However, I do not believe the war in Iraq was justified and do not understand why, with an elected government operating, there is no end date in sight for the withdrawal of British military personnel from that nation.  It feels to me that these young men and women are pawns in a political game.

    Anyone who reads my stuff knows that I make no claims to be a pacifist and anyone who knows me of old knows that I have worked on defence contracts.  Having studied the "just war" theories as part of my ethics course in theology, I guess I still believe that there may be occasions when recourse to military might is justified - but this was clearly not the case in Iraq, which I believe to have been an illegal war.  It grieves me greatly that a young man who loved life and longed to serve his country should lose his life in this way.  In so far as it is in my gift, I commend him to the grace and mercy of Almighty God, and pray for peace in the nation that is Iraq.  And, as I reflect upon our corporate guilt, in the words of Graham Kendrick 'upon our nation, have mercy Lord'

  • Winding Down? Or Up?!

    Ostensibly, with the exception of Sunday, this is my last working day before a week's holiday. Yeah, right!  Tomorrow has to be 'free' because I've arranged to go out for the day but Saturday is a manic mixture of a church social (joy!) for which I still have to prepare a variation on 'Pictionary' and a long awaited meeting with the couple whose wedding I'm due to conduct in Warrington in 3 weeks' time.

    Last night I watched the final episode of 'The Apprentice' and, apart from the predictable outcome ( I felt Michelle was far more 'trainable' than Ruth, and Ruth would succeed anyway) I marvelled at the simplicity of the final task.  I mean come on, stage an event with all that clout behind you?  Easy peasy!  Now I could set a task or two... how about disposing of a delapidated Victorian building subject to both charitable and planning restrictions whilst negotiating the possible merger of two small voluntary societies and simultaneously planning a free community event with a budget of 50p .  I think that should be quite achieveable - well it's what we are doing here in Dibley with no prior experience and a group of volunteers.

    No wonder I'm not winding down yet - as I type both my printers churn away producing publicity material - and that some of my poor people are getting a bit wound up.  Still, we are making progress and have a sense of God's leading.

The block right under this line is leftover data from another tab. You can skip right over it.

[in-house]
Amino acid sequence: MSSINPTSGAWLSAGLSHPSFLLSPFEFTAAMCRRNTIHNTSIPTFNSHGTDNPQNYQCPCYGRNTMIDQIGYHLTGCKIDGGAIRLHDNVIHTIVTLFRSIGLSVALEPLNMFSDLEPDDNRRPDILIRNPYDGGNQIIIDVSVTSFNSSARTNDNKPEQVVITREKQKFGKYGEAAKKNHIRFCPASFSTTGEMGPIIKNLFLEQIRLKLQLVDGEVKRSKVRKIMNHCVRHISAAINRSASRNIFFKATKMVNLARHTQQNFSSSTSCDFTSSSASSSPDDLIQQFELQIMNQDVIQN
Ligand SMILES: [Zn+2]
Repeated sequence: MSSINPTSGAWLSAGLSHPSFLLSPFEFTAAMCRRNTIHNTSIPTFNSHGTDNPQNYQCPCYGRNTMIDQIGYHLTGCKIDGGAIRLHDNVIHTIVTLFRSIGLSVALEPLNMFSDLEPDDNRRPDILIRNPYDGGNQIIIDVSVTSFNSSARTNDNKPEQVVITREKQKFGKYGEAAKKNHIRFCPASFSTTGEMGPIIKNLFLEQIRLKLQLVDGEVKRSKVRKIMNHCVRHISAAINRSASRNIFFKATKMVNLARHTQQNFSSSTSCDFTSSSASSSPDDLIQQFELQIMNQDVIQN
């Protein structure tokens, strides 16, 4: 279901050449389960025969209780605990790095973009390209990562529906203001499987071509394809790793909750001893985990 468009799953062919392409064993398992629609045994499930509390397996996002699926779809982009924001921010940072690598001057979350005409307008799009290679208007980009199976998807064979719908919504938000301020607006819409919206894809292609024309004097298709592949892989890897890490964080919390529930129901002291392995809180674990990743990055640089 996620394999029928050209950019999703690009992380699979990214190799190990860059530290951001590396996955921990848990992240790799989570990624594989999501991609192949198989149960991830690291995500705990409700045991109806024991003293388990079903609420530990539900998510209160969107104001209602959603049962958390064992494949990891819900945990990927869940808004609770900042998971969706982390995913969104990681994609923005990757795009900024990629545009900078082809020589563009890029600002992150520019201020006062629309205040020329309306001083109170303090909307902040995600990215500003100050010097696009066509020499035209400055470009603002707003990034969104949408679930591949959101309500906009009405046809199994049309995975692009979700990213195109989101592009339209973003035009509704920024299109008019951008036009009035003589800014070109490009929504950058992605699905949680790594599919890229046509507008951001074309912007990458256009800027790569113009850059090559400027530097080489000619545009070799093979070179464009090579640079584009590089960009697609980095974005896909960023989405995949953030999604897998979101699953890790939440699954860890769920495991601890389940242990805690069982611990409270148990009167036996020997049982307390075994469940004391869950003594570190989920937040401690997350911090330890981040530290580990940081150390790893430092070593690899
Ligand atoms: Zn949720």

I am greatly looking forward to my week in the North West enjoying the Lancashire coastlands and south lakes before a "non-Baptist" preach near Warrington.  I am also looking forward to the weekend of the Warrington wedding and Dibley Pentecost Party and Open Air Service, though it promises to be an exhausting and demanding 72 hours.

    Maybe then I'll find time to wind down - and maybe a flock of Gloucester Old Spots just performed aerobatics outside my window!  Anyway, no posts for a week or so but, as Arnie would say, 'I'll be back'

  • "Are you holding hands yet?"

    When I mentioned at NAM reflection day that our two churches were having our fourth 'date' this Sunday, that's what I was asked.  It's a good question - how far has the relationship developed?  Will we remain as 'just good friends' or are things starting to move to the 'next level'?

    The service - at our end this time - was again well attended and there was a lovely warm atmosphere (even though the heating was definitely switched OFF!) with a lot more inter-congregational mixing both in seating patterns and in chatter.  One couple from Dibley + 1 even commented as they arrived 'we're always last, you can start now' - that felt positive.

    I enjoyed leading the service and had had a great time during the week playing around with the twin images of 'God as light' and 'God as father' found in 1 John (on which we are just starting a series).  A great excuse to sing the old classic 'Immortal, Invisible' and then 'God is our Father', complete with sound effects and 'dancing feet.'   Even singing these two songs shows the contrast between the two images.  The act of thinking about the God who is at once mysterious/accessible, transcendent/immanent, abstract/concrete seemed a good approach to sharing communion where common/sacred memorial/presence comprehensible/incomprehensible also co-exist (even somehow in the mind of this ordinance theologian!).

    So are we holding hands yet?  Modesty forbids disclosure, but let's just say it's looking more that way, although it's far too early to leap to any conclusions about the way things will develop (and the ecclesiastical equivalent to Joyce Hugget can rest easy knowing we are heeding their counsel ;o)).